artist / participant
The Directors of Marlborough Gallery are pleased to announce an innovative exhibition of new work by the, renowned Russian artist, Grisha Bruskin. As a part of the Soviet art underground in the 1970s and 1980s,, Bruskin consistently challenged the political and social standards of Communist society. He emerged from this, charged milieu into the international arena in 1988 and subsequently immigrated to New York, joining, Marlborough Gallery in 1989. The exhibition entitled Modern Archeology will be Bruskin’s sixth show at, Marlborough.,
One of the highlights of the show will be an installation entitled Archeologist’s Collection, a multipart configuration, of small (6 inches to 36 inches) bronze elements that form an almost museological display of what seem to, be artifacts from the lost civilization of the Soviet Union in the twentieth century. Each bronze - ranging from, the fragmented body of a Soviet soldier to the shattered remains of a doctor to the figure of a broken but recognizable, German Shepard - is covered in matte white paint. Like rediscovered artifacts from the ruins of, Pompeii, these objects become ghostly relics of a lost culture, place and time. They also recall the ubiquitous use, of plaster statuary in the USSR where visual reminders of the state’s power could be found in every town square., A second major body of work included in the exhibition will be On The Edge, which comprises eighteen bronze, sculptures measuring from 10 inches to over 58 inches high. These fascinating sculptures depict figures as they, balance or step off columns, some shattering to pieces on the ground. Metaphorically grounded “on the edge”, of waking and sleeping, consciousness and non-consciousness, death and rebirth, the works’ stylized handsomeness, conjures associations with romanticism, kitsch and Socialist Realism. Five paintings, all oil on linen, further, explore these themes.,
Bruskin is widely recognized for an oeuvre that deeply engages philosophy, history and religion. Previous series, of works include paintings related to the esoteric literature of Jewish mysticism, the Kabbalah, and to the grammar, school alphabet primer of Russian school children, Azbuka. In 1999, Bruskin was selected to represent, Russia with a permanent installation at the redesigned Reichstag, home to the German parliament, in Berlin., In the past three years, the artist has had successful solo exhibitions at the following museums: State Pushkin, Museum of Fine Arts, Moscow and State Russian Museum, Saint Petersburg; Kunsthalle, Emden and, Judengasse Museum, Frankfurt am Main, Germany.,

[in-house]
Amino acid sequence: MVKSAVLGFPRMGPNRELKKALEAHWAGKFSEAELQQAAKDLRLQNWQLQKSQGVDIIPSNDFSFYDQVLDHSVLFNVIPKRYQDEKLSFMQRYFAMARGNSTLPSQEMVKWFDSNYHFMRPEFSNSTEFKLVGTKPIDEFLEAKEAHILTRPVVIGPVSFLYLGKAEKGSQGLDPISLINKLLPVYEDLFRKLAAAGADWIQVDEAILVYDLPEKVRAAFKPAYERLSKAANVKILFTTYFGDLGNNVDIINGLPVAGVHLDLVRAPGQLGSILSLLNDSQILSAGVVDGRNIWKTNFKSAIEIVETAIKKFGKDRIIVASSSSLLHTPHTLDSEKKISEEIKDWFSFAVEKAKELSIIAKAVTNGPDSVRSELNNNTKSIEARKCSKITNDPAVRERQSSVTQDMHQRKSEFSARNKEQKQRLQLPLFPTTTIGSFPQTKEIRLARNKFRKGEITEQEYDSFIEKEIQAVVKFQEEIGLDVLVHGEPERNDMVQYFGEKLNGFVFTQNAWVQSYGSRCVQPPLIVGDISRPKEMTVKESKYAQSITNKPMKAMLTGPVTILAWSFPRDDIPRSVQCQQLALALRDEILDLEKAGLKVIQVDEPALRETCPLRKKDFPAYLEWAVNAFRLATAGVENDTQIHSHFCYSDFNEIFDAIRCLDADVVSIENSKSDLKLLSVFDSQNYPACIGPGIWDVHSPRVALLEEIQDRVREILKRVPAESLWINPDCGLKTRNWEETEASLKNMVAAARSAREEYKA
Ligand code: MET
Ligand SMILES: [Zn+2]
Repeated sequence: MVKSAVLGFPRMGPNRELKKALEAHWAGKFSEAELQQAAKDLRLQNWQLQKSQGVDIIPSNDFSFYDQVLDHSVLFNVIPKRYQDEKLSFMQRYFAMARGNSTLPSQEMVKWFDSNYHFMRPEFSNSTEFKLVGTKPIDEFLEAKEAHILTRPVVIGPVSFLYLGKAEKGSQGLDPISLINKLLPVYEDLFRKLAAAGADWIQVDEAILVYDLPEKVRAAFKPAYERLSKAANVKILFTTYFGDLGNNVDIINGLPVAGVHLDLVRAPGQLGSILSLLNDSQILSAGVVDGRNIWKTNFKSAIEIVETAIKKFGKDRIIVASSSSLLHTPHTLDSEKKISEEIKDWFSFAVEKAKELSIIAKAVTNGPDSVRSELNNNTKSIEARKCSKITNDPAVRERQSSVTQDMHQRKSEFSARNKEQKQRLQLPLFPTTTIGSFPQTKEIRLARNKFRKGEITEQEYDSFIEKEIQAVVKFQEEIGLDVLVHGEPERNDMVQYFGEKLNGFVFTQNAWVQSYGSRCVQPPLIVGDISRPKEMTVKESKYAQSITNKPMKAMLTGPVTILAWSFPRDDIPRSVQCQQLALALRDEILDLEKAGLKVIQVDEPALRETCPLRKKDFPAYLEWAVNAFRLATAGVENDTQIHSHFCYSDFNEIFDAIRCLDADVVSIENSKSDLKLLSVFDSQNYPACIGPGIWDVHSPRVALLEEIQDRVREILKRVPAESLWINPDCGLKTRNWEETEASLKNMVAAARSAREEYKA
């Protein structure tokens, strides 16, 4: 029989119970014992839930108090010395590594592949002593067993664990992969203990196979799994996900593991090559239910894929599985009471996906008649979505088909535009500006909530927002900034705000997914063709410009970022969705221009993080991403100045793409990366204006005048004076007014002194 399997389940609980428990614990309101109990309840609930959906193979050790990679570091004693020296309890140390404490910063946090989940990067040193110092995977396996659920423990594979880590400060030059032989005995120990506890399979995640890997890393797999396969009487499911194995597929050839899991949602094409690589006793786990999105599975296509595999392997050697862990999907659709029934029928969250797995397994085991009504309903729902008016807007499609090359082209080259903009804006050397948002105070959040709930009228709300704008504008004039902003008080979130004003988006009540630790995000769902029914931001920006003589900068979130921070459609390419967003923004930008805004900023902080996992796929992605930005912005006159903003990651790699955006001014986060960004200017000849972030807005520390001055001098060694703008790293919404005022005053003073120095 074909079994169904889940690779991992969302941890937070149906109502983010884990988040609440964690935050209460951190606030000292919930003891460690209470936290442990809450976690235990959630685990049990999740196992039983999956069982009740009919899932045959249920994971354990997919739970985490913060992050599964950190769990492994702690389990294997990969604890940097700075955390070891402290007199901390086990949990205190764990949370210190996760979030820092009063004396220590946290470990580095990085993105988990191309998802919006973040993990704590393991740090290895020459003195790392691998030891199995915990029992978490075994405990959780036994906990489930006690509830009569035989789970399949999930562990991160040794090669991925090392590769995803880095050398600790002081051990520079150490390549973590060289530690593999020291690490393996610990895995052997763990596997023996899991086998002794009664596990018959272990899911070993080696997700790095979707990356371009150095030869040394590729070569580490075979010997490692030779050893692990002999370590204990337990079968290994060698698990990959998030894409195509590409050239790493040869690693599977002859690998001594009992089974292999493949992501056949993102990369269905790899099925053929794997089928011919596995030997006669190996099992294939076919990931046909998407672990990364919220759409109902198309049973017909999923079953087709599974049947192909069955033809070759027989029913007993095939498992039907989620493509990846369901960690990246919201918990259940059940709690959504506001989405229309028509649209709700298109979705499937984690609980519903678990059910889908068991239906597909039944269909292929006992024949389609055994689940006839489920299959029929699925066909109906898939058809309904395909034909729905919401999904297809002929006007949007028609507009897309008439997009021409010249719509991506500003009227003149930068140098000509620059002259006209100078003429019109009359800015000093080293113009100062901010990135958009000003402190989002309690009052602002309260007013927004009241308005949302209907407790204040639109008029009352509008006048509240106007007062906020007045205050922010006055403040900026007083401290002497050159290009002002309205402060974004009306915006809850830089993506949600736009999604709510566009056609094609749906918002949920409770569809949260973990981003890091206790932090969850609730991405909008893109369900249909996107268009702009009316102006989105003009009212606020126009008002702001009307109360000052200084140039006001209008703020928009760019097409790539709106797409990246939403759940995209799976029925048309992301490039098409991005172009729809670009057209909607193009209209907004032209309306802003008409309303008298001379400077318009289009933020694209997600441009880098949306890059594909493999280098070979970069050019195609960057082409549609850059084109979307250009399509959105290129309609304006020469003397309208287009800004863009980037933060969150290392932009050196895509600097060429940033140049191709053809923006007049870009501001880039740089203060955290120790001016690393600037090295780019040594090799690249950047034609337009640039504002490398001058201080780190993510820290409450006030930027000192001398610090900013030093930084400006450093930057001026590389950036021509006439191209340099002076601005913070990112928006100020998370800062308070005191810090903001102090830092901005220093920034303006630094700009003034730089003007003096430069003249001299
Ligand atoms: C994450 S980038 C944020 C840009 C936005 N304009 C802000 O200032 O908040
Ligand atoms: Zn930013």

Bruskin was born in 1945 in Moscow. He graduated from the Art Department at the Moscow Textile Institute, in 1968. The following year, he became a member of the Soviet Artist's Union, and had three exhibitions all of, which were prematurely closed by Soviet authorities. A vital opportunity presented itself to Bruskin when his, innovative figural painting, Fundamental Lexicon, was sold at Sotheby's Russian Avant-Garde and Soviet, Contemporary Art auction in Moscow in 1988. Defecting the following year, Bruskin began his career in New, York. Since then, his work has been exhibited widely throughout the world.,
The artist's work is included in numerous public collections including the Art Institute of Chicago, Chicago,, Illinois; Museo Galeria de Arte, Caracas, Venezuela; Israel Museum, Jerusalem, Israel; Jewish Museum, New, York, New York; Kunsthalle Emden, Emden, Germany; Museum Ludwig, Cologne, Germany; The Museum of, Modern Art, New York, New York; Portland Museum of Art, Portland, Maine; State Pushkin Museum of Fine, Arts, Moscow, Russia; State Russian Museum, Saint Petersburg; Russia and State Tretyakoff Gallery, Moscow, Russia.
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